COLOMBO (Reuters) - Sri Lanka's parliament approved a law on Thursday to attract investment in renewable energy and reduce losses in its state-run power monopoly - measures it had committed to in a $2.9 billion IMF programme.

The 225 lawmakers approved the new legislation with a majority of 44 votes, Speaker Mahinda Abeywardena said.

Power and Energy Minister Kanchana Wijesekera told parliament the Electricity Bill would make the Ceylon Electricity Board (CEB) monopoly more profitable and attract investment to the renewables sector.

"Sri Lanka has set a target of generating 70% of its power via renewables by 2030. It is estimated that in the next six years Sri Lanka will need $12 billion to meet this goal. So we need to open the sector to attract this investment," he said.

Sri Lanka is struggling to emerge from a two-year financial crisis in which its dollar reserves plunged to record lows and the economy contracted by 2.3% last year.

As part of a $2.9 billion program with the International Monetary Fund (IMF), it agreed to reform its state-owned companies to make them profitable. This included unbundling the CEB so that transmission, generation and other services would be run as separate entities.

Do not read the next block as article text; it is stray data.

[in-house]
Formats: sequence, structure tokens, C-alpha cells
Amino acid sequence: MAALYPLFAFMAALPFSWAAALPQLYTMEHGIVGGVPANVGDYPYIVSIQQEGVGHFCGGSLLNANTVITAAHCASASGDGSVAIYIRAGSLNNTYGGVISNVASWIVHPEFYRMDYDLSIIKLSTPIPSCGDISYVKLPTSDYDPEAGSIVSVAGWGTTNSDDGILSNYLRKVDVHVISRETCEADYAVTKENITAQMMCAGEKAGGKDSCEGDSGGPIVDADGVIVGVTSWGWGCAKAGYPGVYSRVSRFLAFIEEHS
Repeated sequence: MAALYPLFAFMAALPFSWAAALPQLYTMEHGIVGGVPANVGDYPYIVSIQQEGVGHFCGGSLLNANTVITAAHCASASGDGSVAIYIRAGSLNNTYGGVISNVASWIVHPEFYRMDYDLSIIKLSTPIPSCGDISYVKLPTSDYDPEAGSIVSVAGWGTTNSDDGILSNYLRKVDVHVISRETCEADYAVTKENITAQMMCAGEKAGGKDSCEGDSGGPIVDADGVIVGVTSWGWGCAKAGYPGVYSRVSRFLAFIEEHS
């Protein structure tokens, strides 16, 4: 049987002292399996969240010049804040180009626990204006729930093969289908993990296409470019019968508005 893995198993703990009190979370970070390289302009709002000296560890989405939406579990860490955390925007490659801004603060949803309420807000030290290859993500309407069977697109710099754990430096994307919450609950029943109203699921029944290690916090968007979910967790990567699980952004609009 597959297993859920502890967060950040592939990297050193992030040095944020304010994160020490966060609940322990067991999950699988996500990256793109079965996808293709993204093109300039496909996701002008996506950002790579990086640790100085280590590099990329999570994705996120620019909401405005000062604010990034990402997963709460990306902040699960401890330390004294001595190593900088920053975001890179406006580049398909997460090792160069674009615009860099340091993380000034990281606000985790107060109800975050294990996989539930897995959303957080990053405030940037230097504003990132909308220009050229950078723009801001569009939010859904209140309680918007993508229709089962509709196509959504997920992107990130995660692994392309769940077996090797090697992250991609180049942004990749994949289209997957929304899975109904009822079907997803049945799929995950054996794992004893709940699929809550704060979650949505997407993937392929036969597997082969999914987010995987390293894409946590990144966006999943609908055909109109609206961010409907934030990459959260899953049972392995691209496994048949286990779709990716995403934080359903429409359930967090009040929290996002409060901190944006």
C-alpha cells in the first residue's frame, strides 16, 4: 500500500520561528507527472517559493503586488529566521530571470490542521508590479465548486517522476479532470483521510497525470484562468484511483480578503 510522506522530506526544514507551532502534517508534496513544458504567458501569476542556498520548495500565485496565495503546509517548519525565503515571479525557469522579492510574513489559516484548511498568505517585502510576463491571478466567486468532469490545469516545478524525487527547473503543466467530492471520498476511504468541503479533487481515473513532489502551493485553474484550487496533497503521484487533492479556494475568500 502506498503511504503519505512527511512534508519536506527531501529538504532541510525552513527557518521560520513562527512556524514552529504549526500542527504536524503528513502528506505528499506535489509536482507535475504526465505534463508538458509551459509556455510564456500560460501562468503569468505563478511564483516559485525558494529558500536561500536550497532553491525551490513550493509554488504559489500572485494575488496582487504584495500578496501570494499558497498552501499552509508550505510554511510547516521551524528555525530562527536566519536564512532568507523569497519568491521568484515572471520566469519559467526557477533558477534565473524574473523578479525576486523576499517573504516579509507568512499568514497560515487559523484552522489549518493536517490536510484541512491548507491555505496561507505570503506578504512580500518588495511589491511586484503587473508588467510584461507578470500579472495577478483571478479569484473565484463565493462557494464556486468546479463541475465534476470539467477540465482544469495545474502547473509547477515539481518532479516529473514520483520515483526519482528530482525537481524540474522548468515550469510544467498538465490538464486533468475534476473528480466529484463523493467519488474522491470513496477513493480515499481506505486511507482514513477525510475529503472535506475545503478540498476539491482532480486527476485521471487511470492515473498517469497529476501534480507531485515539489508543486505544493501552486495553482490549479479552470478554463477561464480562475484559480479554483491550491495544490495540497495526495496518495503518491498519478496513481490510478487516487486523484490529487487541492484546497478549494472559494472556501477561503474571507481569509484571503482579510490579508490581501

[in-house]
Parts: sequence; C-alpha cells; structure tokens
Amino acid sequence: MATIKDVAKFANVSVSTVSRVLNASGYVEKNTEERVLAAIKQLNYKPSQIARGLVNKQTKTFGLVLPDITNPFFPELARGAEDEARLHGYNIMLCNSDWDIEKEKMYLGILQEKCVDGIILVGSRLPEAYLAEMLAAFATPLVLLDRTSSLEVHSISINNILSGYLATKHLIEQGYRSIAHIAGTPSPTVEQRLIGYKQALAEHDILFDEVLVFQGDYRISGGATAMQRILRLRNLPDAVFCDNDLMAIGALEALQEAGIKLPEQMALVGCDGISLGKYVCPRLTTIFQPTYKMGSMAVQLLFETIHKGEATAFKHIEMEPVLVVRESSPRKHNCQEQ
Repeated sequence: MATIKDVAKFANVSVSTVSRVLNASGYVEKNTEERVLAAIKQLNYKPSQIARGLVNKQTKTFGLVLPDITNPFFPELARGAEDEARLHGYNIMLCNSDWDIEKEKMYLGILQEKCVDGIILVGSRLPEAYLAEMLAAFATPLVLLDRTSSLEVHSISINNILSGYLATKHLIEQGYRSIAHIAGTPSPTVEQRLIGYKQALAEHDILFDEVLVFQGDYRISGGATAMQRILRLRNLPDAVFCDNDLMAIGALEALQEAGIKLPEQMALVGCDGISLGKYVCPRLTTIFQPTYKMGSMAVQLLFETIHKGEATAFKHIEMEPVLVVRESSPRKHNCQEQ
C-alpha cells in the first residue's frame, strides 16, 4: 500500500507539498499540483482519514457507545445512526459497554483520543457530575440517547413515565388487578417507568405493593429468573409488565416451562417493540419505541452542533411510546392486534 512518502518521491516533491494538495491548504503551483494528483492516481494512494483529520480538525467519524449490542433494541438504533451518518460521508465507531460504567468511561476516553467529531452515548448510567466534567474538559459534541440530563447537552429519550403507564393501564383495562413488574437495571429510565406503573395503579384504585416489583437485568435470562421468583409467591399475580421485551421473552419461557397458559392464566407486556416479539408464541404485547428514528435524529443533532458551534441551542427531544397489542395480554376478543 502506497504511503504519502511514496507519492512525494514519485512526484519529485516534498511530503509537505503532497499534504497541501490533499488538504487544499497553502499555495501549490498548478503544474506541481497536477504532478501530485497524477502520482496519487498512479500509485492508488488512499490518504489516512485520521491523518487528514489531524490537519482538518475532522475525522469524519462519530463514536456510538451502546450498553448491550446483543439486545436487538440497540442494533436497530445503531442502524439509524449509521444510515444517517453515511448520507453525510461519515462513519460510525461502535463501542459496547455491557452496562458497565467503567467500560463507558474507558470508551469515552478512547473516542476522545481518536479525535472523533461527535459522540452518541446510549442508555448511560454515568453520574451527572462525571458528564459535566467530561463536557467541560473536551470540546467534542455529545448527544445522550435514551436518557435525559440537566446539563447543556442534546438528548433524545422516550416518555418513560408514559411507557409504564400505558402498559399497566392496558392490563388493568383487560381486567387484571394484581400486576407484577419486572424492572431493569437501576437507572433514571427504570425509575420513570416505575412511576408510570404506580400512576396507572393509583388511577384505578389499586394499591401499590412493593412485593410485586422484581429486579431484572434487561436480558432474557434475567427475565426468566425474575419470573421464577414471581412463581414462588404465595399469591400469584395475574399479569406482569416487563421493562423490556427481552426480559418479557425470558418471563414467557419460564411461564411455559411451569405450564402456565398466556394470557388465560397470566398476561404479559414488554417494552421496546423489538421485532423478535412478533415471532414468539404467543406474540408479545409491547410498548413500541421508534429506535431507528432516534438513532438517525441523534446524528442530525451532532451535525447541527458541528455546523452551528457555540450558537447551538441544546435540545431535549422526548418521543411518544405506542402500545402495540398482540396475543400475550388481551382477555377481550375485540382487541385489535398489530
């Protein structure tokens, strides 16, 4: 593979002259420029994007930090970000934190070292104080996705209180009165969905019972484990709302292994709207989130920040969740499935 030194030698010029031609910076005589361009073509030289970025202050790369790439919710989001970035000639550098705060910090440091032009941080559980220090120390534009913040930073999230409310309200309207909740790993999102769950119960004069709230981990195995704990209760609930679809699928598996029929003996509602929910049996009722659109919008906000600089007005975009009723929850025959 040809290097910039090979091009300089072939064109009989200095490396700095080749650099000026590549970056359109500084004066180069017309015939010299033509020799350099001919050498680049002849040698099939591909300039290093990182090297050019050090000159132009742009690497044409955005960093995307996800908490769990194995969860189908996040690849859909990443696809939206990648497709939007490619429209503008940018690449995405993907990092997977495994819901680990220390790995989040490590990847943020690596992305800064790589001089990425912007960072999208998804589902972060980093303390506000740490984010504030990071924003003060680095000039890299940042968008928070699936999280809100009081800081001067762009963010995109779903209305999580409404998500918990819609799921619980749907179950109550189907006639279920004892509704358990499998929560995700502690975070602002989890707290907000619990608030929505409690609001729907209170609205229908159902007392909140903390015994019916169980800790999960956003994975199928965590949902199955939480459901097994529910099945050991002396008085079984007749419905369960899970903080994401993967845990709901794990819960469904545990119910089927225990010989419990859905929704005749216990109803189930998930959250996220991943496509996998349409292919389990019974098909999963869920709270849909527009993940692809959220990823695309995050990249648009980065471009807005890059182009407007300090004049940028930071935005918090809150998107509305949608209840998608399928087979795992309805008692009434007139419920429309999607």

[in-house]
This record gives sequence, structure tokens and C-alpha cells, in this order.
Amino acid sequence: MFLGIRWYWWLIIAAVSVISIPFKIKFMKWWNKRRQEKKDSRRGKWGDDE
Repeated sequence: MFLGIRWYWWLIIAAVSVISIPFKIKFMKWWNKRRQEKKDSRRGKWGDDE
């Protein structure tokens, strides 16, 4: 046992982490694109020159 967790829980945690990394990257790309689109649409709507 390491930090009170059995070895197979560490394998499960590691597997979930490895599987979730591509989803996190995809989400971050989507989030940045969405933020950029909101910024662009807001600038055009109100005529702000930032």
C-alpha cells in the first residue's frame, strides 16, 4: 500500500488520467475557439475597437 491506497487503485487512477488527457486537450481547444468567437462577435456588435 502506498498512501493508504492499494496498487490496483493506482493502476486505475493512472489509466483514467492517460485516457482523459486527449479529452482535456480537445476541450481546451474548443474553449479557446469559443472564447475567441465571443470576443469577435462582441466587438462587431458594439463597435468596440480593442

Opposition parties and trade unions opposed the new legislation, arguing that it gives more power to the minister and opens the door to privatisation.

A three-year reform timeline under the new law will also enable Sri Lanka to set up wholesale power markets, open access, and engage in power trading across south Asia, Wijesekera said.

Sri Lanka entered into a 20-year power purchase agreement with India's Adani Green Energy Ltd last month for two wind power stations being built by the company at a cost of $442 million. Sri Lanka has discussed grid connectivity and plans to attract investment from India for its renewable sector, aiming eventually to export power to its giant neighbour.

(Reporting by Uditha Jayasinghe)

By Uditha Jayasinghe